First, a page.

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A randomized study of cognitive remediation for forensic and mental health patients with schizophrenia. J Psychiatr Res 2015 Sep;68:8-18

Date

08/01/2015

Pubmed ID

26228394

DOI

10.1016/j.jpsychires.2015.05.013

Scopus ID

2-s2.0-84937819467   45 Citations

Abstract

Cognitive remediation has proven efficacy for improving neurocognition in people with schizophrenia. The current study evaluated the benefits of cognitive remediation on neurocognition, functioning, psychotic symptoms, and aggression in a sample of forensic and mental health patients. Care recipients with schizophrenia or schizoaffective disorder (N = 78) receiving services in the forensic and mental health units of a state hospital were randomized to participate in cognitive remediation versus computer games control activities. Participants' neurocognition, functional capacity, experiential recovery, psychotic symptoms, and aggression incidents were assessed at baseline and posttreatment. Cognitive remediation was associated with improvements in several neurocognitive domains and circumscribed domains of functional capacity. People assigned to cognitive remediation experiences greater reductions in negative symptoms, agitation/excitement, and verbal and physical aggression. In addition to improving neurocognition in long-term hospitalized forensic and mental health patients, cognitive remediation may enhance efforts at reducing negative symptoms, emotion dysregulation, and aggression incidents. Forensic settings may represent a new frontier for the clinical dissemination of cognitive remediation.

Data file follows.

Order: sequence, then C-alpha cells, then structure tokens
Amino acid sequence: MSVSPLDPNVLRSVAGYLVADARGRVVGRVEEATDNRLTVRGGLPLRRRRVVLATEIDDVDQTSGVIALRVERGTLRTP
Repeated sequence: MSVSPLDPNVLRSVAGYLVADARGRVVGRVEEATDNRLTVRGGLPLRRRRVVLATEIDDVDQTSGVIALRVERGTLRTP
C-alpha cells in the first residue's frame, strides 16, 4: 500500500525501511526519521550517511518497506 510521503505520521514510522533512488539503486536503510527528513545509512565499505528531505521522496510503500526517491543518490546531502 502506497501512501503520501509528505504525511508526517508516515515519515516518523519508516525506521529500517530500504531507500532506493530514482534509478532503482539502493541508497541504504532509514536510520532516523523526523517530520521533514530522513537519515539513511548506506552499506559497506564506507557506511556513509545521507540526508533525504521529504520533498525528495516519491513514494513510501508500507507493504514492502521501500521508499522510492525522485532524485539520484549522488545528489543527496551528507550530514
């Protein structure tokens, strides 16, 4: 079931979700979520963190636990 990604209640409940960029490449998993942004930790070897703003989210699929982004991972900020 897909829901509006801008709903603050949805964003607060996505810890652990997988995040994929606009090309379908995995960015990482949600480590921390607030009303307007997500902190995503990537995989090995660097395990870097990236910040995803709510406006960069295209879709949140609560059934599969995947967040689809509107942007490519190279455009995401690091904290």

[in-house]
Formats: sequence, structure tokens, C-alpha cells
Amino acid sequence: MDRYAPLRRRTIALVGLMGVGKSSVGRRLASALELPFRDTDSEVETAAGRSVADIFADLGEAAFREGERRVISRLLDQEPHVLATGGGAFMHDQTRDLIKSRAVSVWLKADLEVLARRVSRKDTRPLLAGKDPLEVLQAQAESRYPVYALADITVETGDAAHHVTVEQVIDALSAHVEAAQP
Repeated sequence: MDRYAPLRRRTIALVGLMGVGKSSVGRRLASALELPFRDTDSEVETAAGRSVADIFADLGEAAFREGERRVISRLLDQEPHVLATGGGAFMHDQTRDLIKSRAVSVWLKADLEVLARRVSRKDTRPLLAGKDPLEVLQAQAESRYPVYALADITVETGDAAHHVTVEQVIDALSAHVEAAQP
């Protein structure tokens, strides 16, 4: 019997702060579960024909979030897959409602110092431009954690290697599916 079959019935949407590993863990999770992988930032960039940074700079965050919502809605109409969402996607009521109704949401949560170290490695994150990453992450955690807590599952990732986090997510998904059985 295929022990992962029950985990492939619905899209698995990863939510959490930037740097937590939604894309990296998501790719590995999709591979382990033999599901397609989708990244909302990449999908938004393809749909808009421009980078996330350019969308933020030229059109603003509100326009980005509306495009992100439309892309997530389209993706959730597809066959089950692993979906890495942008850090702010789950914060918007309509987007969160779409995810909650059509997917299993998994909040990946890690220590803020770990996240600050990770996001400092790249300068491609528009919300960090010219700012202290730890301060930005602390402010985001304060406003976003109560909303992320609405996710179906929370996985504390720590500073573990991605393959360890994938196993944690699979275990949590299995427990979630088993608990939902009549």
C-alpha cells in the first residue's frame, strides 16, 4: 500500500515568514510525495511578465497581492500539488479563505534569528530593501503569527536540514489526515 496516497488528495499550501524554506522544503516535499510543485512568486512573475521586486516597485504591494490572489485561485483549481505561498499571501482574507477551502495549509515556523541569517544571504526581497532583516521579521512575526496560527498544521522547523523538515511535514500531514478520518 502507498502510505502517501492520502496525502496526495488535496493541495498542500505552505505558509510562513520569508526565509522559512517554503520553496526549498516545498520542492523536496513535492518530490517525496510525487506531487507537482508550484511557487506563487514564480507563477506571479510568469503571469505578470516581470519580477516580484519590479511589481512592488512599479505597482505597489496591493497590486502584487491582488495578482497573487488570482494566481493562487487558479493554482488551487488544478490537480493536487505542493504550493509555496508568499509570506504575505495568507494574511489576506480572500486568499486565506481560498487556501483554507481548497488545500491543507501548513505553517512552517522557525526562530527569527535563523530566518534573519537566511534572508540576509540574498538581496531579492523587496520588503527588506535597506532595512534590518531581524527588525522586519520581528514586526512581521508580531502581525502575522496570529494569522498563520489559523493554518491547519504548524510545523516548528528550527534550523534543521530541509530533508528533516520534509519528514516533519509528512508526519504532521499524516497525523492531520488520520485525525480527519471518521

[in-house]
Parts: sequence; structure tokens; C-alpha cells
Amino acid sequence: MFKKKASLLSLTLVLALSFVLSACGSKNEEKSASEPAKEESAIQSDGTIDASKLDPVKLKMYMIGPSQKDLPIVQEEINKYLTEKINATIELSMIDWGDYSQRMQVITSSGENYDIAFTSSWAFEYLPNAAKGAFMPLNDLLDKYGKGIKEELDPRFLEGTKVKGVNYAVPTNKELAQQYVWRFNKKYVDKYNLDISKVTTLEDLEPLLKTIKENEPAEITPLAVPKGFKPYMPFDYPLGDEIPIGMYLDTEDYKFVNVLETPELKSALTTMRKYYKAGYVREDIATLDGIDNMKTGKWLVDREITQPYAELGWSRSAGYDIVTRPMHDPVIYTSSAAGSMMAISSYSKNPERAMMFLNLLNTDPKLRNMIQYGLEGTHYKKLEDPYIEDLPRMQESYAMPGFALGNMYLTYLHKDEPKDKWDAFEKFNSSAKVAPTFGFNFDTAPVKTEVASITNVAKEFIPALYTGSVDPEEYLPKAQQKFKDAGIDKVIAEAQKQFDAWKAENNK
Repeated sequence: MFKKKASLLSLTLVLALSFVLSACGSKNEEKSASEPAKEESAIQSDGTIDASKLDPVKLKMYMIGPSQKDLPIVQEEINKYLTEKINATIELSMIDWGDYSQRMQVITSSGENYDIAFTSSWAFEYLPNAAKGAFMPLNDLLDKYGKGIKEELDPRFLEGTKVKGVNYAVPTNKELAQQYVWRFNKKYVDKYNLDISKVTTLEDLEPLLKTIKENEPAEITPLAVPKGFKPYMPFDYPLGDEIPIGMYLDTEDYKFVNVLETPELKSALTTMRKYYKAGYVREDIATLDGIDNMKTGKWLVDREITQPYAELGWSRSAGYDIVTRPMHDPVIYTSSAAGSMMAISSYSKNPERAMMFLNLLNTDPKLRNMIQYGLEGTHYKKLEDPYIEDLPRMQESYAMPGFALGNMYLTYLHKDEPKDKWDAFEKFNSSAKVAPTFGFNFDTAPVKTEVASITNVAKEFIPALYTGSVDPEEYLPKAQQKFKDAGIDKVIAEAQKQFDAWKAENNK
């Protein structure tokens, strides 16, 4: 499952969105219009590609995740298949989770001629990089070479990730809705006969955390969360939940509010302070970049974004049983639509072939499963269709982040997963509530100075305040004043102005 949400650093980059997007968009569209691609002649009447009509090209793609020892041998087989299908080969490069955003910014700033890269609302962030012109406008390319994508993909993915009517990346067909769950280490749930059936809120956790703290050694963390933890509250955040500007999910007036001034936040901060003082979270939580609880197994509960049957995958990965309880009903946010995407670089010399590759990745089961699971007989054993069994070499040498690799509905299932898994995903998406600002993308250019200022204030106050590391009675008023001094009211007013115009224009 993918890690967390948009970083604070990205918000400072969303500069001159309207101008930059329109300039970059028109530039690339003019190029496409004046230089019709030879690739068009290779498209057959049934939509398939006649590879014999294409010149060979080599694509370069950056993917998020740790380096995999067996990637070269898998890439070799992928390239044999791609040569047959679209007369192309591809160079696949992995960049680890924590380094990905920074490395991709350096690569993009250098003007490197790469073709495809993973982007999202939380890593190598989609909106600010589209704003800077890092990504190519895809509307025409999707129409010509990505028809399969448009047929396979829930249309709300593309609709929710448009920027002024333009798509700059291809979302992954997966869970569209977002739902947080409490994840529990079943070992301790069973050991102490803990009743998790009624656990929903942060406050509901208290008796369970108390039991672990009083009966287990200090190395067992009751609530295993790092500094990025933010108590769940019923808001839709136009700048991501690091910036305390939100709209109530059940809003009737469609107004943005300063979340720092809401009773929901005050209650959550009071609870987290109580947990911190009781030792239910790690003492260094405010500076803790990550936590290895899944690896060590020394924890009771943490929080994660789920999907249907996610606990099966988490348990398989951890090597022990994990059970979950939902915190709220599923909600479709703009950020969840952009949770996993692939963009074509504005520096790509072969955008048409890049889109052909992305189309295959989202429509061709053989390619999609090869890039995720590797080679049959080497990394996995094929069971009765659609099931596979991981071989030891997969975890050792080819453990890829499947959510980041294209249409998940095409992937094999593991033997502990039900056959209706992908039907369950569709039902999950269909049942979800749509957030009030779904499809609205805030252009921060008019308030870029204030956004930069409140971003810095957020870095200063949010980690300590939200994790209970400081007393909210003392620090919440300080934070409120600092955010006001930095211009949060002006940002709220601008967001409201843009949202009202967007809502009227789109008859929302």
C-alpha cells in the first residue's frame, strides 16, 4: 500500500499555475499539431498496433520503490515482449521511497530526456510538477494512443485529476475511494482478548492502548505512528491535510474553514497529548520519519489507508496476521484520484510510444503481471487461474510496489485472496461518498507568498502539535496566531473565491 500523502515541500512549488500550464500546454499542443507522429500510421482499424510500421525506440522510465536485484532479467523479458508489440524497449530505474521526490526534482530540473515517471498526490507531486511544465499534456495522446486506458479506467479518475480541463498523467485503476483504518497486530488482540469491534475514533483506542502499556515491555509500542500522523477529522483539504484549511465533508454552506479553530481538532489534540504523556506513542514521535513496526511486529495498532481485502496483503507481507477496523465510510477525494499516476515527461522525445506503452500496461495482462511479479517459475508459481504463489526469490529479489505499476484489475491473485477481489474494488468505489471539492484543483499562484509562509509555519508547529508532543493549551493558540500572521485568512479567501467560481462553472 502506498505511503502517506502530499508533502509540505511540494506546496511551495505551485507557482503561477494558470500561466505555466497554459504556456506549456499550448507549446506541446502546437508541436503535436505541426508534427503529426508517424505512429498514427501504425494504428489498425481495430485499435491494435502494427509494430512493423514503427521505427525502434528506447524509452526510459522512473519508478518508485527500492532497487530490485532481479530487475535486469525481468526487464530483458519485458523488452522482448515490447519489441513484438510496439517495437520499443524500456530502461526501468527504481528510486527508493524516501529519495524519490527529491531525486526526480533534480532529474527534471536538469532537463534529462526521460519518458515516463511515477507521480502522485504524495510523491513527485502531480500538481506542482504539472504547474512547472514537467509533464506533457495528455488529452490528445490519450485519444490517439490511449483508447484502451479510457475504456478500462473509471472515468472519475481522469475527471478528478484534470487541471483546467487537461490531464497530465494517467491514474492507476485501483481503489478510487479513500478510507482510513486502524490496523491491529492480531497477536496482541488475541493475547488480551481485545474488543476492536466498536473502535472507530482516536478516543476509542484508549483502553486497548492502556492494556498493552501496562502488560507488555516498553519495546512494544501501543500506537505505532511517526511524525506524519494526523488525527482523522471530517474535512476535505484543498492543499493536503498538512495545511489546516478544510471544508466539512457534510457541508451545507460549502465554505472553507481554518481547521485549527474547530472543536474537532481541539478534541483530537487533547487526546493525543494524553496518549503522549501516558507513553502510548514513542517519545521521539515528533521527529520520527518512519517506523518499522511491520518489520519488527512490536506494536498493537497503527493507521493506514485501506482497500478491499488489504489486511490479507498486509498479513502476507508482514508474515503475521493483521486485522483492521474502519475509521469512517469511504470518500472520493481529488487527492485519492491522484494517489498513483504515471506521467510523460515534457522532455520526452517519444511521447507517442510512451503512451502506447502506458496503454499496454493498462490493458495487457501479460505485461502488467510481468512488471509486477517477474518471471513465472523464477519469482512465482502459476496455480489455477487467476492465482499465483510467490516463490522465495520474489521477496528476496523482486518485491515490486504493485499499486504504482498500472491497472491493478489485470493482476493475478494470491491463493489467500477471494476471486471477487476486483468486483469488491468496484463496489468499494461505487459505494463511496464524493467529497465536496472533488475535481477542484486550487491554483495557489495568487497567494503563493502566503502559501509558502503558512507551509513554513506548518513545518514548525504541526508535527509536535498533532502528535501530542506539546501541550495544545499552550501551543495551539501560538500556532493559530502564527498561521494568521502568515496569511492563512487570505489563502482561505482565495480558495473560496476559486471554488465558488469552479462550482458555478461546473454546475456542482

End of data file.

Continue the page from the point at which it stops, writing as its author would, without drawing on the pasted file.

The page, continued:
Author List

Ahmed AO, Hunter KM, Goodrum NM, Batten NJ, Birgenheir D, Hardison E, Dixon T, Buckley PF

Author

Denis Birgenheir PhD Assistant Professor in the Psychiatry department at Medical College of Wisconsin




MESH terms used to index this publication - Major topics in bold

Adult
Aggression
Analysis of Variance
Cognition Disorders
Crime
Female
Humans
Intelligence Tests
Male
Mentally Ill Persons
Middle Aged
Neuropsychological Tests
Psychiatric Status Rating Scales
Psychotic Disorders
Retrospective Studies
Schizophrenia
Schizophrenic Psychology
Treatment Outcome
Young Adult